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Feature: Desktop Software

Mail Notification helps unclutter the desktop

By Bruce Byfield on July 09, 2007 (9:00:00 AM)

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As its name implies, Mail Notification is a utility for keeping track of incoming mail and reading it in a popup window without activating your mail reader or moving other open applications. Simple to configure and easy to use, it is especially useful for watching multiple mailboxes.

Mail Notification is designed for integration into GNOME, and its Web site makes a point of mentioning that it follows the GNOME Human Interface guidelines. However, the utility also works with KDE and Xfce. Even more importantly, it also works with a variety of mail programs: local, remote, or virtual; POP3 or IMAP; and Evolution, Gmail, Mozilla-based readers, Sylpheed, and any other program that uses mbox, MH, or Maildir formats for email. In other words, in most cases, you should have no trouble setting up Mail Notification with your mail client, especially since it is available in many distributions' package repositories.

Starting the program for the first time from the menu or the command line opens an icon in the notification area of the desktop panel. To configure Mail Notification, click the new icon and select Properties to open the configuration window.

If you receive the regular stream of email messages with which most people cope today, you probably won't want to set Mail Notification to open each time you log in -- if you do, you will have to cope with multiple popup notices each time you log in after an absence of more than a couple of hours. Unfortunately, there is no workaround for this dilemma; either you have to remember to turn on Mail Notification each time you need it or else endure a deluge of initial popup.

However, you may want to go beyond Mail Notification's automatic detection, which is aware of any supported mail readers open on the local machine, to set up multiple mailboxes. The program can add your system mailbox without any input from you, but, for an ISP account or for webmail, you need the type of mail server, as well as the username and password, all of which is available in the mail reader settings or Web page for the account. If you filter mail into multiple folders, you also have to treat each folder as a mailbox and add it individually -- a major drawback if you make heavy use of filters. Whatever the case, Mail Notification encrypts the passwords, and does not display them in clear.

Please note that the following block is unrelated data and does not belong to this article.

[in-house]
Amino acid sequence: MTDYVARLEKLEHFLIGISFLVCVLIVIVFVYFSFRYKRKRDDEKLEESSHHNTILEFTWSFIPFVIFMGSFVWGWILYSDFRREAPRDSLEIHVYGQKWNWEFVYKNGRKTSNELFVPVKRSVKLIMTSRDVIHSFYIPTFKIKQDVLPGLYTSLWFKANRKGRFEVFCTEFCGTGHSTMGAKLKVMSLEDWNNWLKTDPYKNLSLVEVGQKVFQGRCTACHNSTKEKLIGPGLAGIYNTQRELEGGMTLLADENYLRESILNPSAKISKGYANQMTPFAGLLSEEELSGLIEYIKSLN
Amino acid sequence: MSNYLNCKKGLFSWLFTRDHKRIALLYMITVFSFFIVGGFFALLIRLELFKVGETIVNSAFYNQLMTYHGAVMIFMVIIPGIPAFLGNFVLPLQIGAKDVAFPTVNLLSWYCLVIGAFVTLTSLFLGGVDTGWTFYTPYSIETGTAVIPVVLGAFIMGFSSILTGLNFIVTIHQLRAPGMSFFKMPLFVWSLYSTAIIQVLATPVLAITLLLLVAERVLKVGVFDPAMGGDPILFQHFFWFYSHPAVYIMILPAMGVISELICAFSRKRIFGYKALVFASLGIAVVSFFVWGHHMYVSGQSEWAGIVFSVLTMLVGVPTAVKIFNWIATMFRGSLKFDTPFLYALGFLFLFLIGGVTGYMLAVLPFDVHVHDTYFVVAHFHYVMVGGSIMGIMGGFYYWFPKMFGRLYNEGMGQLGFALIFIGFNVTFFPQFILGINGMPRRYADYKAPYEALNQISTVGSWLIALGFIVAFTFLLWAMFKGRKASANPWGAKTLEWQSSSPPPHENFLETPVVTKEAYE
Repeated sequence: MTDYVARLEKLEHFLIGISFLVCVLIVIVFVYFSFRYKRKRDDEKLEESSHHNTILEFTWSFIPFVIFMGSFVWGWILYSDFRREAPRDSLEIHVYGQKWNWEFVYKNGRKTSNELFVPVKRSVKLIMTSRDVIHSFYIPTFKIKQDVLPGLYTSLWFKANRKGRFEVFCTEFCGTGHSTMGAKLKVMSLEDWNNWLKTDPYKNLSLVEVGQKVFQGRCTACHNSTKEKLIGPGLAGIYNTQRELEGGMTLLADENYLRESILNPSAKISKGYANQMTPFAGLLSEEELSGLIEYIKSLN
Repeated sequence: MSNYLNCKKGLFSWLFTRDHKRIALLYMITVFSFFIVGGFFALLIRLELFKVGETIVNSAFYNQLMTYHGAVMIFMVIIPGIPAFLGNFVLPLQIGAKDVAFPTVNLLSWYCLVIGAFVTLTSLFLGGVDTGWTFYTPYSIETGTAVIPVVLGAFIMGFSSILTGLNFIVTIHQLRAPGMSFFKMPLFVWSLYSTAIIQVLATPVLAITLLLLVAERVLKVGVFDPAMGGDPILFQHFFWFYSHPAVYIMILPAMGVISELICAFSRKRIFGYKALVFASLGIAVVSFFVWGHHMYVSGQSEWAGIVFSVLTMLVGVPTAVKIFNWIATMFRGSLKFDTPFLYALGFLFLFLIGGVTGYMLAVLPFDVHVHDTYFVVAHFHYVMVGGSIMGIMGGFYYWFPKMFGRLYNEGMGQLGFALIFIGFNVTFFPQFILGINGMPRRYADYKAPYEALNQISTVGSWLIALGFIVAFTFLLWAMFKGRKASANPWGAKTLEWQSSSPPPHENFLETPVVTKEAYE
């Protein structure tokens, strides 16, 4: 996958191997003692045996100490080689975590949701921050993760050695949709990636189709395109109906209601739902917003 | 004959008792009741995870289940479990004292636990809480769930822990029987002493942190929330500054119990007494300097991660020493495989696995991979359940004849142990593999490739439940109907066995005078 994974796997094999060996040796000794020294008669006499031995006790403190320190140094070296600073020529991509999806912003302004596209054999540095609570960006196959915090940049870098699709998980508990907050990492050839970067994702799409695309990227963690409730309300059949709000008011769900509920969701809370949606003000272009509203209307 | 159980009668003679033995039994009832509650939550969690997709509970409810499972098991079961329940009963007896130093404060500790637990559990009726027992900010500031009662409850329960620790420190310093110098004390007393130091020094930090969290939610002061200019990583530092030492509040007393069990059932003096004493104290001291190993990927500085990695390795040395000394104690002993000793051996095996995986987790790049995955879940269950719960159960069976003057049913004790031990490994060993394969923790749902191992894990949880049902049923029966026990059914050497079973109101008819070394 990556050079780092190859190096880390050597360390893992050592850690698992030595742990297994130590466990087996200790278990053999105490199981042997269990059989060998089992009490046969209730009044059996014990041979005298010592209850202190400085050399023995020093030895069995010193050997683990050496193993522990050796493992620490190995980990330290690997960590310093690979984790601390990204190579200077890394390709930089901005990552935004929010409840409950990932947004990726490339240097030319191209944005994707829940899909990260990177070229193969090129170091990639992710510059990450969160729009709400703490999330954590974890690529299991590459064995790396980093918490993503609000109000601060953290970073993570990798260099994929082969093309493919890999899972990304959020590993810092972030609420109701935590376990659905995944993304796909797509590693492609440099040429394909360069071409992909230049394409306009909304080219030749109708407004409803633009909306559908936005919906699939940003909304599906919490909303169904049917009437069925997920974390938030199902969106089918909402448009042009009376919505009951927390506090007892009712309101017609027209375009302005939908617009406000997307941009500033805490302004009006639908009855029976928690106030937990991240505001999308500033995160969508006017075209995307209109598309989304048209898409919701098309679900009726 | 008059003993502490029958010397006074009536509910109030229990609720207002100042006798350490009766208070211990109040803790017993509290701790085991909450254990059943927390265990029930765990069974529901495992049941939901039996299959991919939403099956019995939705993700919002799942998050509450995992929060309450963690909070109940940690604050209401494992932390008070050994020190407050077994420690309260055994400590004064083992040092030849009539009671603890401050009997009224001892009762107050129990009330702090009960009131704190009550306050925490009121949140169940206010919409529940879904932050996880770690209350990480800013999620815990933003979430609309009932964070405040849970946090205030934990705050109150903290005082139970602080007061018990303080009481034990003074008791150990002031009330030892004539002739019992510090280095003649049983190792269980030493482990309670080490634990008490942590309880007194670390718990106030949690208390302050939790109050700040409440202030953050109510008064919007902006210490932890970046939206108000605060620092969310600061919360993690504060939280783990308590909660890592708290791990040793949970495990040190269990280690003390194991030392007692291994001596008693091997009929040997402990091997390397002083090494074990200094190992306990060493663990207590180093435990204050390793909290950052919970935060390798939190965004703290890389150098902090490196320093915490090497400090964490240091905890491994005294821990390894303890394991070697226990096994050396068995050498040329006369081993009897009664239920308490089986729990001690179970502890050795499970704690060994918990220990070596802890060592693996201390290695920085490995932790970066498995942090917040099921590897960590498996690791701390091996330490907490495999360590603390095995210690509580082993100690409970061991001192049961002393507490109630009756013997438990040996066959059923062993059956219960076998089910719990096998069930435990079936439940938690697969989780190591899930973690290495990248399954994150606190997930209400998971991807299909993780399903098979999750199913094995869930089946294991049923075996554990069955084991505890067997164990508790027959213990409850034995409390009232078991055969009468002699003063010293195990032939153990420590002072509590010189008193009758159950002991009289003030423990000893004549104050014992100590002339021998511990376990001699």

The program lets you set a command to run each time a message arrives or when all mail has been read. This option could be used to add a script that plays a sound clip to add to the notification, or perhaps forwards the notification to a phone.

You can enable popups and the frequency with which they are updated, then choose whether to display them attached to the notification icon or in a loose stack on the desktop. I find attaching the popups to the icon makes them easier to find while keeping them out of the way of other windows, which is, after all, one of the main points of the program.

You can also choose whether popups remain on the desktop or disappear after a specified time. Unless you are sure that you will respond regularly, keeping them on the desktop is probably the most useful action.

After popups close, you can click the icon in the notification tray to see a summary of all the ones that have opened since Mail Notification was turned on, but you cannot actually open them from the program. Unfortunately, with even a moderate amount of mail, the summary grows longer than the height of your monitor, and the display does not include any scroll bars.

Once Mail Notification is configured, popups appear within milliseconds of a message arriving in your open mail reader or local system mailbox; remote mailboxes like Gmail may take up to two or three seconds longer, depending on the traffic on your Internet connection. One popup appears for each message, listing the mailbox it is in, the sender, and the topic.

In earlier versions of the program, you could do three things with a message listed in a popup: Open it (and reply) if you chose, mark it as read, or mark it as spam. These choices were convenient, but failed to consider the common case of a mailing list that you are interested in reading, but whose contents you only scan by title unless something catches your eye. To accommodate this scenario, the recently released version 4.1 now includes a Delete button to remove a message from your inbox, giving you all the choices you are likely to need to scan incoming mail without opening your reader.

Bottom line

Popup panel applets like Mail Notification can help unclutter today's increasingly crowded desktops. Unlike dual monitors, they don't require setup expertise or more physical space. Unlike multiple workspaces, they extract a minimal performance hit.

Mail Notification performs a limited service. However, within its intended range of functionality, it is an efficient applet with a well-designed interface, but also a couple of design flaws, including a lack of several obvious options. Still, even with a small inconvenience or two, it is still a welcome addition on a cluttered desktop.

Bruce Byfield is a computer journalist who writes regularly for Linux.com.

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